Did Ellen really have an effect?

In March this year we trumpeted the Ellenvisit of talk show host Ellen DeGeneres to our shores predicting increased tourism numbers and a successful launch of Australian vitamin brand Swisse in the US. But did it actually happen? In a feature that first appeared in EncoreNic Christensen investigates.

It was late March of this year when Australia caught a dose of what several media outlets took to calling “Ellen fever” – an unusual condition that supposedly saw thousands of people turn out to see American talk show queen Ellen DeGeneres in person, as she filmed segments around the country for her program.

Her brief, delayed visit – which hit a snag after she fell ill hours before she was due to fly to Australia –made headlines both here and in America with scores of column inches dedicated to the trip when it was announced with a similar audience reveal to Oprah Winfrey’s visit in 2010.

But four months on from the DeGeneres visit, what have been the tangible benefits for Australia as well as vitamin company Swisse that, together with Destination NSW and Qantas, footed the bill for the stunt?

George Souris, NSW tourism minister, was the first to quantify the benefits of DeGeneres’ trip declaring earlier this month that Australia had seen a direct increase in US travellers following her visit.

“The Qantas and Destination NSW campaign increased inbound ticket sales from the US to Sydney by 22 per cent,” Souris trumpeted in a media announcement. “The campaign also features online marketing in the US and to date has delivered more than 62m impressions on Qantas websites and almost 220,000 total sales leads for business and services throughout NSW.”

In the same statement, the NSW government said visitors from the US who booked their travel with Qantas via the campaign’s ‘Dance your way Down Under’ website stayed an average of 12 nights.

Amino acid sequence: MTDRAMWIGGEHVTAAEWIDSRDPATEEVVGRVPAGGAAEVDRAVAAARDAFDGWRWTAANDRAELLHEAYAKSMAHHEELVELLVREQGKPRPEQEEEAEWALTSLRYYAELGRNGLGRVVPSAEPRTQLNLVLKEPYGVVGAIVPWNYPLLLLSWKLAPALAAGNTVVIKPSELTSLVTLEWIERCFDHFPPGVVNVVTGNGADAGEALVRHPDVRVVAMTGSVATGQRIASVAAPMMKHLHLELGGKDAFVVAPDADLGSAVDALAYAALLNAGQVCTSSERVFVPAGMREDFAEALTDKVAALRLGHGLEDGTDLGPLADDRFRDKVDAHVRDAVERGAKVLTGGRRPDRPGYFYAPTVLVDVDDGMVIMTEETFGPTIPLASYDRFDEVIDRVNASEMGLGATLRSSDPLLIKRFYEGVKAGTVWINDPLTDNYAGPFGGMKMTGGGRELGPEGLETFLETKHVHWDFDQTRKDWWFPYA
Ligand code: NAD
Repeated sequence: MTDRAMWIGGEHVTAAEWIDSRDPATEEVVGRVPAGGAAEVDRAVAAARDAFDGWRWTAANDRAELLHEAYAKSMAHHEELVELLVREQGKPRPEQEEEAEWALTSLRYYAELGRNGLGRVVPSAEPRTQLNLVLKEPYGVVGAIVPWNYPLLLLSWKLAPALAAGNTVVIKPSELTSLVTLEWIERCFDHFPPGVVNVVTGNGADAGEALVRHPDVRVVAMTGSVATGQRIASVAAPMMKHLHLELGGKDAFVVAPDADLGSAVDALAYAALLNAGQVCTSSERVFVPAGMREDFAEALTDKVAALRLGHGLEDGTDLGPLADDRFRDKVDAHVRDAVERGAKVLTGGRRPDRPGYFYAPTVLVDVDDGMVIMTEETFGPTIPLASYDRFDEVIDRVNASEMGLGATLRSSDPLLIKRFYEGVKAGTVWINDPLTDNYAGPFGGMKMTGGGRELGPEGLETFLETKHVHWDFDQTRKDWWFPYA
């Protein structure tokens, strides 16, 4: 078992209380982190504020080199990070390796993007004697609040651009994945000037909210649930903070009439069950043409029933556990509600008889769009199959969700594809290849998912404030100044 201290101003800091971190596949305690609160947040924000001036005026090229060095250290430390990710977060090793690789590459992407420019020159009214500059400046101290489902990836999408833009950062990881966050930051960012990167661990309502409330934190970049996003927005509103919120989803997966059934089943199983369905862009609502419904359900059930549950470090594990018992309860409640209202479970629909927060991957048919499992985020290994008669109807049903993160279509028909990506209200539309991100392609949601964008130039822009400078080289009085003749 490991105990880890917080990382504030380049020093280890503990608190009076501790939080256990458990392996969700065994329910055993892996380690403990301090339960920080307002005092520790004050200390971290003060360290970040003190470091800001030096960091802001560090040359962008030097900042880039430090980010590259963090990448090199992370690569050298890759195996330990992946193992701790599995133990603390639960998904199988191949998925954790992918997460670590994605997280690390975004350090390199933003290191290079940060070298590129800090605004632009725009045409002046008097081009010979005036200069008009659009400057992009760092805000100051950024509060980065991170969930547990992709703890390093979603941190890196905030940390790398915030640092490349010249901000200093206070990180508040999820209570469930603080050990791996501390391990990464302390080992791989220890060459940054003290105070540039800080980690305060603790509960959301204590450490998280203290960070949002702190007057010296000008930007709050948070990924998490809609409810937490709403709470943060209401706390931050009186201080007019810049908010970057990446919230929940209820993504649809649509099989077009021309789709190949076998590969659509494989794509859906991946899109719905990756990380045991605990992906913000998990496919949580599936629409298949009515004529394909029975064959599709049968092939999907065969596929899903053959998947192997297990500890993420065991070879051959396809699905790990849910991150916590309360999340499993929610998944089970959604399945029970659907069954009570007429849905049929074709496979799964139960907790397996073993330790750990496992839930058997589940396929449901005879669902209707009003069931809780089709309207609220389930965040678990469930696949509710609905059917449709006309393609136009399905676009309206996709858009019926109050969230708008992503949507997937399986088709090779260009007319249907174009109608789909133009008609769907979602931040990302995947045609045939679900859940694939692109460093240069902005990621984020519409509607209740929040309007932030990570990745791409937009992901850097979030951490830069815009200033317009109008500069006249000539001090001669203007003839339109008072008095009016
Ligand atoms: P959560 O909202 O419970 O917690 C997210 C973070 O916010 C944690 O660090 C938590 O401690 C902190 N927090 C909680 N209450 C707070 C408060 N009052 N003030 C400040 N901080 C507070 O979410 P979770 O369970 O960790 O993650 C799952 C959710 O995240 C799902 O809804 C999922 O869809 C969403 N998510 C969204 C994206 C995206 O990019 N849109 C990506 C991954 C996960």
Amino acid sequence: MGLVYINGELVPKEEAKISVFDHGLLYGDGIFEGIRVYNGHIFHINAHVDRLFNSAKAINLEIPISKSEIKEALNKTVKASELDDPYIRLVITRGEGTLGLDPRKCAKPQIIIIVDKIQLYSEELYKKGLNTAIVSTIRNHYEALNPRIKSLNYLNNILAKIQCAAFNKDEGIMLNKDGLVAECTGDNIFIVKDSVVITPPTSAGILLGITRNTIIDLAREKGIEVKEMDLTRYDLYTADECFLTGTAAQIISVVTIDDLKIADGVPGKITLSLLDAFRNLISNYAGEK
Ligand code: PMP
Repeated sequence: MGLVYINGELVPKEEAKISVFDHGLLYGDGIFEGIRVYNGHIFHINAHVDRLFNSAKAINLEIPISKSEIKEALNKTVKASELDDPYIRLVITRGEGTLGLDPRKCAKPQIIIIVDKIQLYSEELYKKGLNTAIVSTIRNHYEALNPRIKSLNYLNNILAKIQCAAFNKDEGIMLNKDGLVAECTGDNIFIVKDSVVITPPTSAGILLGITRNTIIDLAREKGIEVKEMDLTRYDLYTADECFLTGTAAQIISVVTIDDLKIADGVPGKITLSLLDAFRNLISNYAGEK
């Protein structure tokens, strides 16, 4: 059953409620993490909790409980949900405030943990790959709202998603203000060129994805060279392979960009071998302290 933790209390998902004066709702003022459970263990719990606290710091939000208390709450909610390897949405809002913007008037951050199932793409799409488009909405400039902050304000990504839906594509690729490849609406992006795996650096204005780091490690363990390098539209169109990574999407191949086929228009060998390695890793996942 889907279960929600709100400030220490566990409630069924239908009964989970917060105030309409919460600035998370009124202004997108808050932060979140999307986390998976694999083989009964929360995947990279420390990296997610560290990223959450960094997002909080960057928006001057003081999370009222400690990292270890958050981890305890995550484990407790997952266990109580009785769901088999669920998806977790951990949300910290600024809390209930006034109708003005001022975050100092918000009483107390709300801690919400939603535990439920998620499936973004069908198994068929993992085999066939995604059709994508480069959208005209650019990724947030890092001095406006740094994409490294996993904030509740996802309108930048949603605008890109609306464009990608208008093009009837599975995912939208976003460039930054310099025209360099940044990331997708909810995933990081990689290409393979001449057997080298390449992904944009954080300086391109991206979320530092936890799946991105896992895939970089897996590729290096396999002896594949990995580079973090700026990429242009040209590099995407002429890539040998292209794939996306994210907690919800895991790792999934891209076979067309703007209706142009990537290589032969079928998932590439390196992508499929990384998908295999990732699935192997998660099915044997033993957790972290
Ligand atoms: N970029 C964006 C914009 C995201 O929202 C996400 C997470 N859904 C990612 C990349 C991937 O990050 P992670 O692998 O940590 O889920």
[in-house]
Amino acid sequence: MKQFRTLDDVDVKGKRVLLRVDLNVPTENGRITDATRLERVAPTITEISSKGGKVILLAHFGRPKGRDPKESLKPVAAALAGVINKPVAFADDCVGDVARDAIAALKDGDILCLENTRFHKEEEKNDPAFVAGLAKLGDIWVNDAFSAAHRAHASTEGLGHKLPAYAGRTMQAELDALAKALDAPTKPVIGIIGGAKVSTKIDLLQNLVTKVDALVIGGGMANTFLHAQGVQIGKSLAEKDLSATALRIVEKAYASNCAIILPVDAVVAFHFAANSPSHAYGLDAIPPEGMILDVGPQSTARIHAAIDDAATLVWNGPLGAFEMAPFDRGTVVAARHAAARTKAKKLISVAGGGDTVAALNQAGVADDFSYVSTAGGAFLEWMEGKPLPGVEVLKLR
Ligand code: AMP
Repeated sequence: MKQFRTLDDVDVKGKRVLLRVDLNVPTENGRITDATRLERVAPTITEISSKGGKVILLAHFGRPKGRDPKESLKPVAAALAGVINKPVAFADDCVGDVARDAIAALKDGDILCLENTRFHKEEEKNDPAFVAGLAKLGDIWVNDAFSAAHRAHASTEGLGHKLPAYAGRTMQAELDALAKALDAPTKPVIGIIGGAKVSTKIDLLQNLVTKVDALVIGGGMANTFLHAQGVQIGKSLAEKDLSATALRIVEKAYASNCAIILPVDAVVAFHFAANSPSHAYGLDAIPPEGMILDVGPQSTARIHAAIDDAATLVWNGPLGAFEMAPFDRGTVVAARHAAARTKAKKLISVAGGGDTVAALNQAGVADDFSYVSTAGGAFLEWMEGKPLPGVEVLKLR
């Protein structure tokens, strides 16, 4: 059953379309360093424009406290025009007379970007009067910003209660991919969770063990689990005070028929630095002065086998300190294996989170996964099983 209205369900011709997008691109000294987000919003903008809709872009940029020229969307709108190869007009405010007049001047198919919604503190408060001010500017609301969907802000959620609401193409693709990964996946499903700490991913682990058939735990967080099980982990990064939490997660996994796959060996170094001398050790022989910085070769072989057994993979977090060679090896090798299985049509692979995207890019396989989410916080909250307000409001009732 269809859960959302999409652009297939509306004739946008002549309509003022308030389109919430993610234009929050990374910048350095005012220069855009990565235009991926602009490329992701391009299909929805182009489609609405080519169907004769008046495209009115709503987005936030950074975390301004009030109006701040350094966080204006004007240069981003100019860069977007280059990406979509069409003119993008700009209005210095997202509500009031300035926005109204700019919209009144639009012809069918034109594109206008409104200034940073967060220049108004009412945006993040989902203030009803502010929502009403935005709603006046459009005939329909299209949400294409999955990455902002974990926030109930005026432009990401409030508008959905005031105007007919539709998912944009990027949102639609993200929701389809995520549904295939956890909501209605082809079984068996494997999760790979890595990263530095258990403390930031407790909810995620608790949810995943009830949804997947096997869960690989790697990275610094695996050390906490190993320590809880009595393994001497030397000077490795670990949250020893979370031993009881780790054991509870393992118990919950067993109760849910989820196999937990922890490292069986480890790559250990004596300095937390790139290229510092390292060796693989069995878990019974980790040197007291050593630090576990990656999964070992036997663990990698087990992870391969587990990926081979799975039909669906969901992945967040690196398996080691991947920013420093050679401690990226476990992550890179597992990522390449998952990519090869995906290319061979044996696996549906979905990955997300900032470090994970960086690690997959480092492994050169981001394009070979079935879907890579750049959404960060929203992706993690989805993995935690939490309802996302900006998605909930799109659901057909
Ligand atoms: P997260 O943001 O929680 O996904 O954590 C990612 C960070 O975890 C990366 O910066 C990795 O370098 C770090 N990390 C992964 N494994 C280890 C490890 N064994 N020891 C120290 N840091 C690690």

Such numbers ring true for Mat Baxter, CEO of media agency UM, who says he wasn’t surprised to see actual results so soon after the event.

“I know the tourism bodies were really pleased with the impact,” says Baxter. “It was great for the Australian economy because we saw the number of visitors tangibly increase after her visit and, let’s be honest, there wasn’t much else going on that you could attribute the increase to.”

Of course this is not the first time Australia has used the power of an international celebrity to boost tourism. In 2010 Tourism Australia brought Oprah Winfrey Down Under for a major TV event that generated more than 86,000 news articles globally, with an estimated equivalent advertising value of $368m. Initial media reports after Winfrey’s visit suggested that travel agents were seeing a significant boost in the number of Americans travelling to Australia.

But one year later Institute of Public Affairs research fellow Chris Berg labelled it an “abominable waste of taxpayers’ money” in a piece in the Australian Financial Review and argued there were no discernible increases in US tourist numbers.

Berg says the numbers being touted by tourism bodies can be misleading.

“The thing you need to know when you look at impact estimates is that you can make them show whatever you want,” he told Encore. “Empirically there are a huge number of claims and counterclaims about how individual events affect tourism figures but a reading of the economic literature around these events shows overwhelmingly that they have no real consequence on the economy.”

Destination NSW did not respond to Encore’s request for comment regarding the reported uplift in American visitors and whether the numbers are expected to be sustained.

And while Nick Baker, Tourism Australia’s executive general manager of marketing, would not comment on Destination NSW’s involvement in the Ellen promotion, he says there is little doubt that Oprah’s visit had an impact on visitor numbers to Australia – the biggest impact, in fact, since the 2000 Sydney Olympics – which would come as a relief after the government spent $3.5m to bring her out.

“Oprah had a significant impact and continues to have an impact,” says Baker. “There is no doubt that the advocacy that you get from someone of Oprah’s standing is significant in the marketplace, not just in the US but elsewhere as well.”